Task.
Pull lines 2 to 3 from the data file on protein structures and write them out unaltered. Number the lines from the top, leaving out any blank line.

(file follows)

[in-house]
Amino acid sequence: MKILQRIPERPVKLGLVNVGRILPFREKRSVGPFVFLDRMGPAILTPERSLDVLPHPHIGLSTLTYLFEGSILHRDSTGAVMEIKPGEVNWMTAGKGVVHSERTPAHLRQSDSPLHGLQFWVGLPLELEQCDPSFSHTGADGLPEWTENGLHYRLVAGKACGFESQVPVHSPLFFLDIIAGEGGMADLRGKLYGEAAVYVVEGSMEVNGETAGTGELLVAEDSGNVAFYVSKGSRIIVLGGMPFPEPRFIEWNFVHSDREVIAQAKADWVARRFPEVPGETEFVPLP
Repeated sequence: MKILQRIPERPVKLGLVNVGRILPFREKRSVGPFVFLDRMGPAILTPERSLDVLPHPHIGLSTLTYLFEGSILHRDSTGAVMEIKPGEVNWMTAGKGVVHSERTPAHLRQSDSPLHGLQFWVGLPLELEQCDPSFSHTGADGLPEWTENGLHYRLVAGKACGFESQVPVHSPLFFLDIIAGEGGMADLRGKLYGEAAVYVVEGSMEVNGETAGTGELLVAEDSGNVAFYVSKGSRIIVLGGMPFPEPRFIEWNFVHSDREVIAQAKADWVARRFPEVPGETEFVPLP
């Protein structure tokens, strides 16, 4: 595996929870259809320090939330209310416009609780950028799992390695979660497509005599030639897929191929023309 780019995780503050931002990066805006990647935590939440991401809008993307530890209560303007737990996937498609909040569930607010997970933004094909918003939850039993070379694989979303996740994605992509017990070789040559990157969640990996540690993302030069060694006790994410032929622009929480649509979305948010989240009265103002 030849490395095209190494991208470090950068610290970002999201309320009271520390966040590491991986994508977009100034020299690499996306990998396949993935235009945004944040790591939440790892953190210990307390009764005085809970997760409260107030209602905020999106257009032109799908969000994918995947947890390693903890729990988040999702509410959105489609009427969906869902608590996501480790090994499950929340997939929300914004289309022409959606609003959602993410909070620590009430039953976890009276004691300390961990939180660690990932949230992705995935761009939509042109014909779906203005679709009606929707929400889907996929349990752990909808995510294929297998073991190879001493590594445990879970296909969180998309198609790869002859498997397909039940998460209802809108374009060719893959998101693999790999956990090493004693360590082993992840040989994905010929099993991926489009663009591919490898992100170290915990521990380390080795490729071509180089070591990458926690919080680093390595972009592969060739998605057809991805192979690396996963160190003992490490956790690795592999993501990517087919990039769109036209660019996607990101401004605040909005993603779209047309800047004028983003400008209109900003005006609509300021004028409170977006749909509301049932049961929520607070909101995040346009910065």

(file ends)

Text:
Amino acid sequence: MKILQRIPERPVKLGLVNVGRILPFREKRSVGPFVFLDRMGPAILTPERSLDVLPHPHIGLSTLTYLFEGSILHRDSTGAVMEIKPGEVNWMTAGKGVVHSERTPAHLRQSDSPLHGLQFWVGLPLELEQCDPSFSHTGADGLPEWTENGLHYRLVAGKACGFESQVPVHSPLFFLDIIAGEGGMADLRGKLYGEAAVYVVEGSMEVNGETAGTGELLVAEDSGNVAFYVSKGSRIIVLGGMPFPEPRFIEWNFVHSDREVIAQAKADWVARRFPEVPGETEFVPLP
Repeated sequence: MKILQRIPERPVKLGLVNVGRILPFREKRSVGPFVFLDRMGPAILTPERSLDVLPHPHIGLSTLTYLFEGSILHRDSTGAVMEIKPGEVNWMTAGKGVVHSERTPAHLRQSDSPLHGLQFWVGLPLELEQCDPSFSHTGADGLPEWTENGLHYRLVAGKACGFESQVPVHSPLFFLDIIAGEGGMADLRGKLYGEAAVYVVEGSMEVNGETAGTGELLVAEDSGNVAFYVSKGSRIIVLGGMPFPEPRFIEWNFVHSDREVIAQAKADWVARRFPEVPGETEFVPLP